Filling in for Lou Dobbs, CNN's Kitty Pilgrim asks Howard Kurtz and Robert Thompson if they think the Michael Jackson story has received too much coverage or not. They already got their answer in the poll they put up during the interview....so duh...the answer is yes. And could you manage to do this spot without using it as another excuse to show Michael Jackson footage in the background the entire time?
Transcript below the fold.
PILGRIM: Has the media gone overboard covering the death of Michael Jackson? That's the topic of our face-off tonight.
And joining me now are Howard Kurtz, media reporter for the "Washington Post" and host of CNN's "Reliable Sources," also Robert Thompson, professor of popular culture at Syracuse University.
And gentleman, thank you very much for being with us tonight. You know, it has this interesting dichotomy, because you're fascinated by it, and yet everyone seems to be saying, OK, maybe it's too much. But yet again, you really are very interested in each detail.
Let me start with you, Howard. What do you think is going on here? This is an interesting phenomenon, at best.
HOWARD KURTZ, REPORTER, "WASHINGTON POST, CNN HOST: Kitty, the coverage is out of control, and it's becoming an embarrassment to the news business.
The almost wall-to-wall cable coverage, led by CNN, particularly at night, the network morning shows, the prime time network specials.
ROBERT THOMPSON, PROFESSOR, SYRACUSE UNIVERSITY: In the first couple of days one of most famous people in the planet dies under murky circumstances, somebody's who music touched millions, sure it's a huge story. We're now in day seven. You have the yellow breaking news banner up. There are not a lot of new developments.
But everybody looked at the numbers and said, hey, this is great. Our ratings are way up. And so everyone in the news business, particularly on television, trying to keep this story alive.
PILGRIM: And yet ratings reflect popular interest, don't they, Howard?
KURTZ: Well, sure. But if you're going to program your news network that way, you can put on naked Jell-o wrestling and do a big number.
I mean, what's being shoved aside here, Kitty? A big major U.S. incursion military offensive in Afghanistan, everything else from Al Franken. The only other story that's getting traction is Mark Sanford. Why? Because it's got sex in it.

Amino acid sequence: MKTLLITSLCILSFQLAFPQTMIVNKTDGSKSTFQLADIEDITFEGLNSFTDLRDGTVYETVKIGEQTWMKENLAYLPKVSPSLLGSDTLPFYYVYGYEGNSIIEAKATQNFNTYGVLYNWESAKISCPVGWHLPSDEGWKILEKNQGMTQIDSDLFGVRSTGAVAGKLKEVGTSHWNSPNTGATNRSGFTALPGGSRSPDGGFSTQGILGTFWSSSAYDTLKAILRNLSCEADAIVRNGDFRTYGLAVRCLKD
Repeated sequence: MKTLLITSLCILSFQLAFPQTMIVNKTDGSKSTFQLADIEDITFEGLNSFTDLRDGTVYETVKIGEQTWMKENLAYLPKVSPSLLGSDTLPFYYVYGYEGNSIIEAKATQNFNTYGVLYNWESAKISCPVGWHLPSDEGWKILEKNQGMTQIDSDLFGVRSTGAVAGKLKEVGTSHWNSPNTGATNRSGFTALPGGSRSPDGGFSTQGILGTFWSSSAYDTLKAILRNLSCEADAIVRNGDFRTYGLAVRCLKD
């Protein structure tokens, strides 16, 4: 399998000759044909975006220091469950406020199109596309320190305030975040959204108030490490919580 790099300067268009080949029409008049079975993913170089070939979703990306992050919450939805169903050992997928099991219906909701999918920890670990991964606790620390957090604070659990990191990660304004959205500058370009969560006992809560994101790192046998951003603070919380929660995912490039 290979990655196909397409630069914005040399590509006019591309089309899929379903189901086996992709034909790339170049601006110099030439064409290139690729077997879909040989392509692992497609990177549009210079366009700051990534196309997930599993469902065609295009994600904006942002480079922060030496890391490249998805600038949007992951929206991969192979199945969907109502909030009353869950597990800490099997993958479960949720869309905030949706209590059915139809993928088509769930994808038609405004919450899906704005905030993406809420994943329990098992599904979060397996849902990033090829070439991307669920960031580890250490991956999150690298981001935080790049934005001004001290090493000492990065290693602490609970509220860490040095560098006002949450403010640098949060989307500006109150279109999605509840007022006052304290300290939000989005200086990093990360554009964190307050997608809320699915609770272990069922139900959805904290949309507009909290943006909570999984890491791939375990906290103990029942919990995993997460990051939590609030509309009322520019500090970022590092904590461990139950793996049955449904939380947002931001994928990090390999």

PILGRIM: Robert, what did you think?
THOMPSON: It's true. All of this coverage is very little news. I mean, there's really one piece of data so far -- Michael Jackson died at the age of 50. The rest of it, so far, is speculation, retrospectives, reactions of people. And this is an awful lot of coverage for a very, very little bit of information.
But you know, people are talking about this survey, 65 percent of the country says there is too much coverage.
PROBLEM: Let's put it up for our viewers. It's a Pew Research Center poll. A majority of Americans think the coverage is too much, 64 percent, right there. And 29 percent say the story is the right amount. And yet -- go ahead.
THOMPSON: Yes, I mean, I think we have to look at this -- that doesn't mean that they're not watching it.
I mean, the equivalent would be, I suppose if you ask 100 people who smoked two packs of cigarettes a day the following question -- are cigarettes bad for you? My guess would be nearly all of them would answer the question yes. But they're still smoking two packs a day.
Now, everybody isn't watching Michael Jackson coverage. But while they're filling out, many of them, the "yes" box in the survey, is there too much Michael Jackson coverage, they're watching it while they're complaining that there's too much coverage that they're watching.